Groups Voice Concerns About Proposed Rule for Workplace Wellness
Business executives and lawmakers have raised concerns about a proposed rule -- under review by the Office of Management and Budget -- for workplace wellness programs under the Affordable Care Act, The Hill's "RegWatch" reports (Hattem, "RegWatch," The Hill, 5/23).
In December 2012, HHS and the departments of Labor and Treasury proposed a rule that allows employers to award employees as much as 30% of the cost of health coverage for participating in wellness programs, an increase from the current 20%.Â Meanwhile, workers who enroll in smoking cessation programs could earn back as much as 50% of their coverage costs, HHS said. The rule also requires employer-based wellness programs to provide individuals with special medical conditions with alternative ways to qualify for rewards.
Concerns With Rule
Business groups have raised concerns that some parts of the rule could be overly burdensome. Helen Darling, president of the National Business Group on Health, in a letter said she worried that "certain provision[s] of the proposed regulations will impede innovation and increase administrative and cost burdens for wellness programs, with little to no benefit to participants."
Meanwhile, House Democrats have expressed concern that the rules could unfairly discriminate against individuals based on their health status ("RegWatch," The Hill, 5/23).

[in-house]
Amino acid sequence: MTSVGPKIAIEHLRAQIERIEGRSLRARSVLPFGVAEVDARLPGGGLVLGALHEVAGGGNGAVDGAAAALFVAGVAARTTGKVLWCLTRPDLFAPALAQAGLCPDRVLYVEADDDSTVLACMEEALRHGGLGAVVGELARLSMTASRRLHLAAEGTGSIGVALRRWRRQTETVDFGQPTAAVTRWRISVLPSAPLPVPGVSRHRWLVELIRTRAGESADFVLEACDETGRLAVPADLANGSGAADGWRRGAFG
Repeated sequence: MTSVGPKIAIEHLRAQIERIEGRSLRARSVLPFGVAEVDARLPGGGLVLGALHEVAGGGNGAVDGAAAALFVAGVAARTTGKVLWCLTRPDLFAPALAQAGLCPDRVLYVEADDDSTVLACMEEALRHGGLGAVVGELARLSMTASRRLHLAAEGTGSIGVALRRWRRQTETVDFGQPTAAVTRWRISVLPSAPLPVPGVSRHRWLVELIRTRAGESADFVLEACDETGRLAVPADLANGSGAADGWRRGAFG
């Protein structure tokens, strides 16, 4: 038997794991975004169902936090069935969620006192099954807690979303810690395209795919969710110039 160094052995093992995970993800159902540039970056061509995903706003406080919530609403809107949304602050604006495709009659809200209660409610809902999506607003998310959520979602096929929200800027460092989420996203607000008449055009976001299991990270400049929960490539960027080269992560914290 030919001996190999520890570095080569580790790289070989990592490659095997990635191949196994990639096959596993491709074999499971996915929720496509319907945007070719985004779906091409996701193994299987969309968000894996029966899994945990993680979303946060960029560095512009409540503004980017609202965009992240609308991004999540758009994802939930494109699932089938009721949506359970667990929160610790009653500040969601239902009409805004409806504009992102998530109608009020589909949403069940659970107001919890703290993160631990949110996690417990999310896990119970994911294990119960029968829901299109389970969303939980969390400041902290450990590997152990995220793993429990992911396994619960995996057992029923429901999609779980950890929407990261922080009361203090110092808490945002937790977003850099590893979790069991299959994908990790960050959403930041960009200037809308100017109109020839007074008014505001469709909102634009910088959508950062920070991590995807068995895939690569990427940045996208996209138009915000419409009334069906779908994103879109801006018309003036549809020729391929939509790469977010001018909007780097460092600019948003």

White House Official Clarifies Employer Mandate
In related news, White House health official Jeanne Lambrew on Thursday met with Democratic senators to discuss concerns about the effects of the ACA's employer mandate, CQ HealthBeat reports.
According to Sen. Mary Landrieu (D-La.), the meeting's main takeaway was that only about 3% of small businesses will have to comply with the employer mandate and provide coverage to employees. She added about half of those businesses already offer benefits to employees, while the remaining companies must provide affordable coverage options to their employees or pay a penalty. However, Landrieu noted, "All those businesses will get some subsidies to provide health care that are fairly generous for their employees."When asked about the Obama administration's role in educating the public about the law, Landrieu said she does not think the White House has done enough to dispel the "myths and hysteria" that have risen since the bill was first proposed. She said the members of the caucus asked Lambrew to increase outreach efforts (Reichard, CQ HealthBeat, 5/23). This is part of the California Healthline Daily Edition, a summary of health policy coverage from major news organizations. Sign up for an email subscription.